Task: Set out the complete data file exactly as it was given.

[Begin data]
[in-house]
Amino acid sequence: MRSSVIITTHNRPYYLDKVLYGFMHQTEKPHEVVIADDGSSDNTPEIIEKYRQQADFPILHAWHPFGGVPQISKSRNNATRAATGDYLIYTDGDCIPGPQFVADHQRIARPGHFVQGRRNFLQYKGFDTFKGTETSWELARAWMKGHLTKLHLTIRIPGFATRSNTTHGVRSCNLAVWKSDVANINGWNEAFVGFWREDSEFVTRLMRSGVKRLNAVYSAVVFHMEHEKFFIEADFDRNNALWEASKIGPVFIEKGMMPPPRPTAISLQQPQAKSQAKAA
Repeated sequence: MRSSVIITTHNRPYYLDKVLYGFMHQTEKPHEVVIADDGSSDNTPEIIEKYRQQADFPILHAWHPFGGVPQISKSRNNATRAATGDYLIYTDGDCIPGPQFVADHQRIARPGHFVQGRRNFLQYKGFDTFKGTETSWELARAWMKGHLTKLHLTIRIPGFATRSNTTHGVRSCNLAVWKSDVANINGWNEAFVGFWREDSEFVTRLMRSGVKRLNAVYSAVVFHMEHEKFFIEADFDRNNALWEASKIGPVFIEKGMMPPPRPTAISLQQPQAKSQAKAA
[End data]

[in-house]
Amino acid sequence: MRSSVIITTHNRPYYLDKVLYGFMHQTEKPHEVVIADDGSSDNTPEIIEKYRQQADFPILHAWHPFGGVPQISKSRNNATRAATGDYLIYTDGDCIPGPQFVADHQRIARPGHFVQGRRNFLQYKGFDTFKGTETSWELARAWMKGHLTKLHLTIRIPGFATRSNTTHGVRSCNLAVWKSDVANINGWNEAFVGFWREDSEFVTRLMRSGVKRLNAVYSAVVFHMEHEKFFIEADFDRNNALWEASKIGPVFIEKGMMPPPRPTAISLQQPQAKSQAKAA
Repeated sequence: MRSSVIITTHNRPYYLDKVLYGFMHQTEKPHEVVIADDGSSDNTPEIIEKYRQQADFPILHAWHPFGGVPQISKSRNNATRAATGDYLIYTDGDCIPGPQFVADHQRIARPGHFVQGRRNFLQYKGFDTFKGTETSWELARAWMKGHLTKLHLTIRIPGFATRSNTTHGVRSCNLAVWKSDVANINGWNEAFVGFWREDSEFVTRLMRSGVKRLNAVYSAVVFHMEHEKFFIEADFDRNNALWEASKIGPVFIEKGMMPPPRPTAISLQQPQAKSQAKAA